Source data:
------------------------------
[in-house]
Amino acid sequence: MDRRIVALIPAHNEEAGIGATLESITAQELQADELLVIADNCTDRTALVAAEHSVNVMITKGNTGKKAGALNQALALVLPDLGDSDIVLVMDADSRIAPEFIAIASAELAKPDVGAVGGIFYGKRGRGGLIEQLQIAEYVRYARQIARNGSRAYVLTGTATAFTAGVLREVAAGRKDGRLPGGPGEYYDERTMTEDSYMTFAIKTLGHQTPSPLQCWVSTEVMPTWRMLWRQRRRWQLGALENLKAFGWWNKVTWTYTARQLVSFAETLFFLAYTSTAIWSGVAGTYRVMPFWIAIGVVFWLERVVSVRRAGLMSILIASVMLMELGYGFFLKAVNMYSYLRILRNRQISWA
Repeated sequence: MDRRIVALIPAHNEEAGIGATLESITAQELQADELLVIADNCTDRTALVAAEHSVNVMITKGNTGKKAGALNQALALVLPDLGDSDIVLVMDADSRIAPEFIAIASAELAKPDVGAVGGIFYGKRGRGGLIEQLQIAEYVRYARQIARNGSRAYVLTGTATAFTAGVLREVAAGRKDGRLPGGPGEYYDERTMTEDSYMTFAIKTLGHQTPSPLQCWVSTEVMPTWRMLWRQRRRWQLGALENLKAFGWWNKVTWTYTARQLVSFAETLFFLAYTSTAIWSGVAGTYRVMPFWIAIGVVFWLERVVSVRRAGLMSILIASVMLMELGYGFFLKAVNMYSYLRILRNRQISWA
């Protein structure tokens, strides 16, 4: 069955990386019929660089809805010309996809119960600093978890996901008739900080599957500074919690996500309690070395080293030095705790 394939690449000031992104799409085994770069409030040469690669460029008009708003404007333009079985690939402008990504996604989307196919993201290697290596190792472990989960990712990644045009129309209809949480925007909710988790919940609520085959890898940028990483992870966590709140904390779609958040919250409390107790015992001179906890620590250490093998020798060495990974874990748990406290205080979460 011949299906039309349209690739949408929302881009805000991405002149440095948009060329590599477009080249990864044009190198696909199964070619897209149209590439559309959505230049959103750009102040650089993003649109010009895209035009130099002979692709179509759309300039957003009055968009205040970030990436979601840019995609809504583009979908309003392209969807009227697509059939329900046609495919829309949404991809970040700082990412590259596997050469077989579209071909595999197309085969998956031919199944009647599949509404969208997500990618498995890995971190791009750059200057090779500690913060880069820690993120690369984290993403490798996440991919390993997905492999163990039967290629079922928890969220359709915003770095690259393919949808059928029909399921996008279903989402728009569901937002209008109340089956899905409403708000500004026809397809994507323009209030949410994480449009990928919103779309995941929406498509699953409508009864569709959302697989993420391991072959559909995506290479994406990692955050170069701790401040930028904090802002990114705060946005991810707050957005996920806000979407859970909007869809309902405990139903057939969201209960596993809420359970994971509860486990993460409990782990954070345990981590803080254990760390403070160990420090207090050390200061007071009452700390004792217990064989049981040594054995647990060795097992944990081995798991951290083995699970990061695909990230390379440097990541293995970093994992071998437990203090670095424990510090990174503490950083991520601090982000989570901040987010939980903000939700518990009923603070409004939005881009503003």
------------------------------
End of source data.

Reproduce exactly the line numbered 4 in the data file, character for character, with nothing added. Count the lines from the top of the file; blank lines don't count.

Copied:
């Protein structure tokens, strides 16, 4: 069955990386019929660089809805010309996809119960600093978890996901008739900080599957500074919690996500309690070395080293030095705790 394939690449000031992104799409085994770069409030040469690669460029008009708003404007333009079985690939402008990504996604989307196919993201290697290596190792472990989960990712990644045009129309209809949480925007909710988790919940609520085959890898940028990483992870966590709140904390779609958040919250409390107790015992001179906890620590250490093998020798060495990974874990748990406290205080979460 011949299906039309349209690739949408929302881009805000991405002149440095948009060329590599477009080249990864044009190198696909199964070619897209149209590439559309959505230049959103750009102040650089993003649109010009895209035009130099002979692709179509759309300039957003009055968009205040970030990436979601840019995609809504583009979908309003392209969807009227697509059939329900046609495919829309949404991809970040700082990412590259596997050469077989579209071909595999197309085969998956031919199944009647599949509404969208997500990618498995890995971190791009750059200057090779500690913060880069820690993120690369984290993403490798996440991919390993997905492999163990039967290629079922928890969220359709915003770095690259393919949808059928029909399921996008279903989402728009569901937002209008109340089956899905409403708000500004026809397809994507323009209030949410994480449009990928919103779309995941929406498509699953409508009864569709959302697989993420391991072959559909995506290479994406990692955050170069701790401040930028904090802002990114705060946005991810707050957005996920806000979407859970909007869809309902405990139903057939969201209960596993809420359970994971509860486990993460409990782990954070345990981590803080254990760390403070160990420090207090050390200061007071009452700390004792217990064989049981040594054995647990060795097992944990081995798991951290083995699970990061695909990230390379440097990541293995970093994992071998437990203090670095424990510090990174503490950083991520601090982000989570901040987010939980903000939700518990009923603070409004939005881009503003």